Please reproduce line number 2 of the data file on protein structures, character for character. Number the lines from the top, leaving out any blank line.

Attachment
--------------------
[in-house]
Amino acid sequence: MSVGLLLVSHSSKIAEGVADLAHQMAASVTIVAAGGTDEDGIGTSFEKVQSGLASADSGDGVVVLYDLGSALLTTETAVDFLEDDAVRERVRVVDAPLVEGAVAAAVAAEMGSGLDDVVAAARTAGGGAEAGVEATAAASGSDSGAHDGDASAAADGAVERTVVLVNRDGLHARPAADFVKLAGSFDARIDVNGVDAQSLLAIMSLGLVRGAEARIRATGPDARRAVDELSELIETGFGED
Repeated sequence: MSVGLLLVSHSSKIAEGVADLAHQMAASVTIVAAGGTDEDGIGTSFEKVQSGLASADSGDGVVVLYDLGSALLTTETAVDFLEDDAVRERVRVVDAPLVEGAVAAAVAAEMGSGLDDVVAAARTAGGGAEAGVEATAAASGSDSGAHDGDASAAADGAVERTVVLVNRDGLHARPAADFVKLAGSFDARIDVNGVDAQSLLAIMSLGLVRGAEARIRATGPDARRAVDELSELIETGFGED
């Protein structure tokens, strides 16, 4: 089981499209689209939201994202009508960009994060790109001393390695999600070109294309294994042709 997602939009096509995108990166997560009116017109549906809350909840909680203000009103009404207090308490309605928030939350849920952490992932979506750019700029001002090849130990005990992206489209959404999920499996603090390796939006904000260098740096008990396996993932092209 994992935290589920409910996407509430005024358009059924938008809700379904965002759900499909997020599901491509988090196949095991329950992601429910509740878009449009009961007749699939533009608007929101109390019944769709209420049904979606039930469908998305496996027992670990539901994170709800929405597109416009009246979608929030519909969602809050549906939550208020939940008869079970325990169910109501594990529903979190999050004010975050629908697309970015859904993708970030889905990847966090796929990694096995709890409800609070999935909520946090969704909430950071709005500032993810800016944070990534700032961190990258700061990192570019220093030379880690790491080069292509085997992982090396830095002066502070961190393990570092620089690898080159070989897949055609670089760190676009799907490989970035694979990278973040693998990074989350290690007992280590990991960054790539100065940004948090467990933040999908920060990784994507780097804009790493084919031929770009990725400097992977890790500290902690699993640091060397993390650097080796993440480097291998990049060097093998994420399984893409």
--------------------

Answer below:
Amino acid sequence: MSVGLLLVSHSSKIAEGVADLAHQMAASVTIVAAGGTDEDGIGTSFEKVQSGLASADSGDGVVVLYDLGSALLTTETAVDFLEDDAVRERVRVVDAPLVEGAVAAAVAAEMGSGLDDVVAAARTAGGGAEAGVEATAAASGSDSGAHDGDASAAADGAVERTVVLVNRDGLHARPAADFVKLAGSFDARIDVNGVDAQSLLAIMSLGLVRGAEARIRATGPDARRAVDELSELIETGFGED